More than 1,300 scientists, policy makers and other interested parties are attending next week’s Salish Sea Ecosystem Conference in Seattle.
The meeting happens every two years and alternates between the U.S. and Canada. This year, the 30th anniversary since the first one took place in 1988, there’s an emphasis on ecosystem recovery across the international border.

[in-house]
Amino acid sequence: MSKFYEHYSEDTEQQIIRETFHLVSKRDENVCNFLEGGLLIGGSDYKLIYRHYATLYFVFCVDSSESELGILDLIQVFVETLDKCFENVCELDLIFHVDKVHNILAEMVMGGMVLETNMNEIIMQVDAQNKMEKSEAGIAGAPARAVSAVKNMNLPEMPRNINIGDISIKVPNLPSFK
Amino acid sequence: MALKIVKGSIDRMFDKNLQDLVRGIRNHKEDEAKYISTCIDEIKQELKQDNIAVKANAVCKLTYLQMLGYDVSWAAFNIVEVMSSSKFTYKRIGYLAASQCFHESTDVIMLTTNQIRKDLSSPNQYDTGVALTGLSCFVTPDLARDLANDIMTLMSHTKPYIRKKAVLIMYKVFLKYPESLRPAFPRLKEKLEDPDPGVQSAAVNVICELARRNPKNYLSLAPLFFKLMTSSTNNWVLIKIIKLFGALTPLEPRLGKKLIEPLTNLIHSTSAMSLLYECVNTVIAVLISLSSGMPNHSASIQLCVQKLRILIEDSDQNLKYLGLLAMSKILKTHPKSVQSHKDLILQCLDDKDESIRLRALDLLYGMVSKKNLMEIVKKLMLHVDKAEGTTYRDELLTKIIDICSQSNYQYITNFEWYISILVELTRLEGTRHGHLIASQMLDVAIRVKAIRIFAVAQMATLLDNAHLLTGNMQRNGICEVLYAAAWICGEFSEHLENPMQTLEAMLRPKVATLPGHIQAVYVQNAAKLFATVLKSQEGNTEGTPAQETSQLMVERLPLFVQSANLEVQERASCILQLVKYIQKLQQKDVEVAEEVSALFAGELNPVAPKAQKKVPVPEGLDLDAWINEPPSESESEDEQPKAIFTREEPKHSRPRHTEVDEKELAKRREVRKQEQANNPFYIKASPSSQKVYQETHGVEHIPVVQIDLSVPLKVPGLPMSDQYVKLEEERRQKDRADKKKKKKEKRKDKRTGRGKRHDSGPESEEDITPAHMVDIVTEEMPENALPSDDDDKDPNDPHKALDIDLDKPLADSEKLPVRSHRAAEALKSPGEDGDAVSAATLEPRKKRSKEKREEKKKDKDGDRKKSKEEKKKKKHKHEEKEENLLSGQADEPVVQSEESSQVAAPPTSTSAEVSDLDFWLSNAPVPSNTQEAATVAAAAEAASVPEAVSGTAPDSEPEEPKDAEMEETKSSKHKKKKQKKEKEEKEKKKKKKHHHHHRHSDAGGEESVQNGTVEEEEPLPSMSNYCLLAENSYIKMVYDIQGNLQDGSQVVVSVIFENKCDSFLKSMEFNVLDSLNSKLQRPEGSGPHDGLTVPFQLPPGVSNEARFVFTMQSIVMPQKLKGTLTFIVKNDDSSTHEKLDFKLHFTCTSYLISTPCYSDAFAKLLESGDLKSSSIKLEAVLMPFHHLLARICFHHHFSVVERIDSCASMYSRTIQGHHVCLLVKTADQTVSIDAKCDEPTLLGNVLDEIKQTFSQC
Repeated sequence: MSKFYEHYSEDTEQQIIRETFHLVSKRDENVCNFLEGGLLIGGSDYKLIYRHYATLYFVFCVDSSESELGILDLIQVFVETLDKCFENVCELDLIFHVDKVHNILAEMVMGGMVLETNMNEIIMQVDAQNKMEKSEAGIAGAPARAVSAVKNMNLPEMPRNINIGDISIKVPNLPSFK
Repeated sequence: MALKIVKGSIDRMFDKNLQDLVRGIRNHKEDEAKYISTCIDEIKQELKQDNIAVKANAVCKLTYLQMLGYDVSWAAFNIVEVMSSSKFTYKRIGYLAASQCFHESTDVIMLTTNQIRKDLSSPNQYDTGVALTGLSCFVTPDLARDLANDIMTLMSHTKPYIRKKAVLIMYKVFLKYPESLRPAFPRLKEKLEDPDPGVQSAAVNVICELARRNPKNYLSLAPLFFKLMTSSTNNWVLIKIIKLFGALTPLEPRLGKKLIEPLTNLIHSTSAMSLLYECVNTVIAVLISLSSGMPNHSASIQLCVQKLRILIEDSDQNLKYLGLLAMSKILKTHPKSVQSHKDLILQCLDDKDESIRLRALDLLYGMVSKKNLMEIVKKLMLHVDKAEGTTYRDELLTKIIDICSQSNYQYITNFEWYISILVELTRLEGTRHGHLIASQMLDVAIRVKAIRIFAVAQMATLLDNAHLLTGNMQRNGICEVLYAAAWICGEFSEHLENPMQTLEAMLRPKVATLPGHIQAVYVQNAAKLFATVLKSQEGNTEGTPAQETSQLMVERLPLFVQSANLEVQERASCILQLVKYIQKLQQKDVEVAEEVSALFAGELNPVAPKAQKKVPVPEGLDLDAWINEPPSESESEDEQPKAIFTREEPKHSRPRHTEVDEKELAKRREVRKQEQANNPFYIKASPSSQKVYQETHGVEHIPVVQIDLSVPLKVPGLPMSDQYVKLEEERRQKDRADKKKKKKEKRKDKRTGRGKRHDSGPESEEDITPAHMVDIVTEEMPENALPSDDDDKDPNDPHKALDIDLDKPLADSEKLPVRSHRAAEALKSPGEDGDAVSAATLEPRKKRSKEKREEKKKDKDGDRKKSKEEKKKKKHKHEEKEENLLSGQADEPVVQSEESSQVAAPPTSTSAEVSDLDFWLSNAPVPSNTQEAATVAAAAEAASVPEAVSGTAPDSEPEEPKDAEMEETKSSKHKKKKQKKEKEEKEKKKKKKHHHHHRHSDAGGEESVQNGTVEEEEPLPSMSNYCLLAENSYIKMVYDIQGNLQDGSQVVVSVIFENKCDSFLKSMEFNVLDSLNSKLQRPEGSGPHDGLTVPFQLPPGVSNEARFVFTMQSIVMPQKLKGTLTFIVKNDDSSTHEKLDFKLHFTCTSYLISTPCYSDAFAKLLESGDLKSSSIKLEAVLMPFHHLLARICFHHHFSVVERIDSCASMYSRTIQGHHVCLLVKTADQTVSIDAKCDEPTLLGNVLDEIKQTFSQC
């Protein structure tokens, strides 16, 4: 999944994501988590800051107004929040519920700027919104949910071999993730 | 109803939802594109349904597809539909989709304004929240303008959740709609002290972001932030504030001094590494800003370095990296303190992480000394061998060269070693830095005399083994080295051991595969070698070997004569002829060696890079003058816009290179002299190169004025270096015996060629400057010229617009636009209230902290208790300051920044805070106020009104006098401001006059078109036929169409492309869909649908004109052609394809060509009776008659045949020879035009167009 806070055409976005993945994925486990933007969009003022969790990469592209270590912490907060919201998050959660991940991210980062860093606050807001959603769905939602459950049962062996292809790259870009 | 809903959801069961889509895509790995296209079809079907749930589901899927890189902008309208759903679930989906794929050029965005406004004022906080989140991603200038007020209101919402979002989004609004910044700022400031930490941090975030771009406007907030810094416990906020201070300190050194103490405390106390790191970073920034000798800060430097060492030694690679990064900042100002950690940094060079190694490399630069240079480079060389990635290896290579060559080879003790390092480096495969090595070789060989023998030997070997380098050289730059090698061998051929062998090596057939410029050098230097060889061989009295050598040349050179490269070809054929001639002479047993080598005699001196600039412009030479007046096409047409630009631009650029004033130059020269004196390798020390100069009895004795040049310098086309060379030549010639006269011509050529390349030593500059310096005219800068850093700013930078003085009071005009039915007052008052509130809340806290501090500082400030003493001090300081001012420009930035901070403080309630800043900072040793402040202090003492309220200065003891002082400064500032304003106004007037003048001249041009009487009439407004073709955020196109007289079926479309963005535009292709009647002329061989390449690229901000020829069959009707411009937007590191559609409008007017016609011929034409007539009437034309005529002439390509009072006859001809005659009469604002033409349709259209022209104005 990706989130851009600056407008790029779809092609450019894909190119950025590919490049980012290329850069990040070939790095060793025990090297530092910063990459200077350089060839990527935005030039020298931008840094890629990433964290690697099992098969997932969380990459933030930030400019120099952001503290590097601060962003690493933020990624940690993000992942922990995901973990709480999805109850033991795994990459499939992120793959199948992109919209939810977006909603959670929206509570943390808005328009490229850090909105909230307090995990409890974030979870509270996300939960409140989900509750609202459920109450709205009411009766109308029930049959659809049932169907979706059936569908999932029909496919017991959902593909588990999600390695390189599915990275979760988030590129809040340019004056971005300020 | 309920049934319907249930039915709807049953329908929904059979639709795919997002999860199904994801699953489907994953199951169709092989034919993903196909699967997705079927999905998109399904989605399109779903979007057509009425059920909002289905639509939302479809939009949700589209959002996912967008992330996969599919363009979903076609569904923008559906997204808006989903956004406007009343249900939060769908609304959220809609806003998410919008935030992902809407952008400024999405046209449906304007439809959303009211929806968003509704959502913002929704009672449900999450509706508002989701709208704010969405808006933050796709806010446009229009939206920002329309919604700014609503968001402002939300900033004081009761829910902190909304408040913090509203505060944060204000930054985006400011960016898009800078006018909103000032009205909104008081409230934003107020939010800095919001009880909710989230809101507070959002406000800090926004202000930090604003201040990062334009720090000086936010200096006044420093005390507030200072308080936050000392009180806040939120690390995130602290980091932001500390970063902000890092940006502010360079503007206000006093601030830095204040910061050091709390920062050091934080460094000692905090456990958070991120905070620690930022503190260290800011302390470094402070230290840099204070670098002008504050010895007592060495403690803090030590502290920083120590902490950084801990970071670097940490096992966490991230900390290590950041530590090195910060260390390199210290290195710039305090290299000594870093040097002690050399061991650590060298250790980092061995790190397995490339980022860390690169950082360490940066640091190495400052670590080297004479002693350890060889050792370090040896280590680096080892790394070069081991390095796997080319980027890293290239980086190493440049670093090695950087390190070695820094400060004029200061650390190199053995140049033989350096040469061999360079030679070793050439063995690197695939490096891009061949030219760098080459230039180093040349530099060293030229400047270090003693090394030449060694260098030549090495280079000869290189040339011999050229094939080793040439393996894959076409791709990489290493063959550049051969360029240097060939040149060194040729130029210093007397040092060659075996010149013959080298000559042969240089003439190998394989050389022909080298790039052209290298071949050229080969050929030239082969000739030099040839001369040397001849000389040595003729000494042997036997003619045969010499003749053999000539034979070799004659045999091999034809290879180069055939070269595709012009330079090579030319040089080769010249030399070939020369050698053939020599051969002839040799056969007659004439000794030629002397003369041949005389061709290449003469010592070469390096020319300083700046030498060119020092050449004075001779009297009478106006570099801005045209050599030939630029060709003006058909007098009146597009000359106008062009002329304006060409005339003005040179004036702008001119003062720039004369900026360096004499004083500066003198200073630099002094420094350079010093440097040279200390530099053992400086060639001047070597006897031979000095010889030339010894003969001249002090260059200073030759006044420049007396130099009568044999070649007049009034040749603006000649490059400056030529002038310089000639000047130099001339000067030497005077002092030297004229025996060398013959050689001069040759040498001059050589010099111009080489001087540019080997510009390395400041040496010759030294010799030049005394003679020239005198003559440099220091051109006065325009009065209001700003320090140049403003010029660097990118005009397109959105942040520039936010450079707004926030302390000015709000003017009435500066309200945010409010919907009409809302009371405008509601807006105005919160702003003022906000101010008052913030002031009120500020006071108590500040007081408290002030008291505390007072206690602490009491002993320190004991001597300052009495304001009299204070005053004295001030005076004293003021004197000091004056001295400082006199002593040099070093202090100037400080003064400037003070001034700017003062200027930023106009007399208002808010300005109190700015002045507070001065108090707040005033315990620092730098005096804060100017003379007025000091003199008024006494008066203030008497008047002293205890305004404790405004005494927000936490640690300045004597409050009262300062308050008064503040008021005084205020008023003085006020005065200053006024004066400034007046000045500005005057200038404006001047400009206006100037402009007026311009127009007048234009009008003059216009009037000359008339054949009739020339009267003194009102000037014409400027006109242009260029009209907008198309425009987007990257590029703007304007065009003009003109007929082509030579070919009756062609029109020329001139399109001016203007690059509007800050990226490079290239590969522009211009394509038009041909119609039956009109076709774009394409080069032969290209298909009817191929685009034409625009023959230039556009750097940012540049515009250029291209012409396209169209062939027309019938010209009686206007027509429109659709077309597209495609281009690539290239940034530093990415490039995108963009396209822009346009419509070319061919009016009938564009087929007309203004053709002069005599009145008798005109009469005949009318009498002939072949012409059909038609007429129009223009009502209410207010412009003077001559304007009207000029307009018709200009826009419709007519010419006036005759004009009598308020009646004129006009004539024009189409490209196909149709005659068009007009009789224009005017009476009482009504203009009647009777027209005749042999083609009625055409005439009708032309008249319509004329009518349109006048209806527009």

The biology and resources of the Salish Sea don’t abide by political borders, so those working to protect the ecosystem often look for ways to get past them too.
But it’s harder than you’d think, says Ginny Broadhurst. She’s Executive Director of the Salish Sea Institute at Western Washington University and one of the planners of the conference.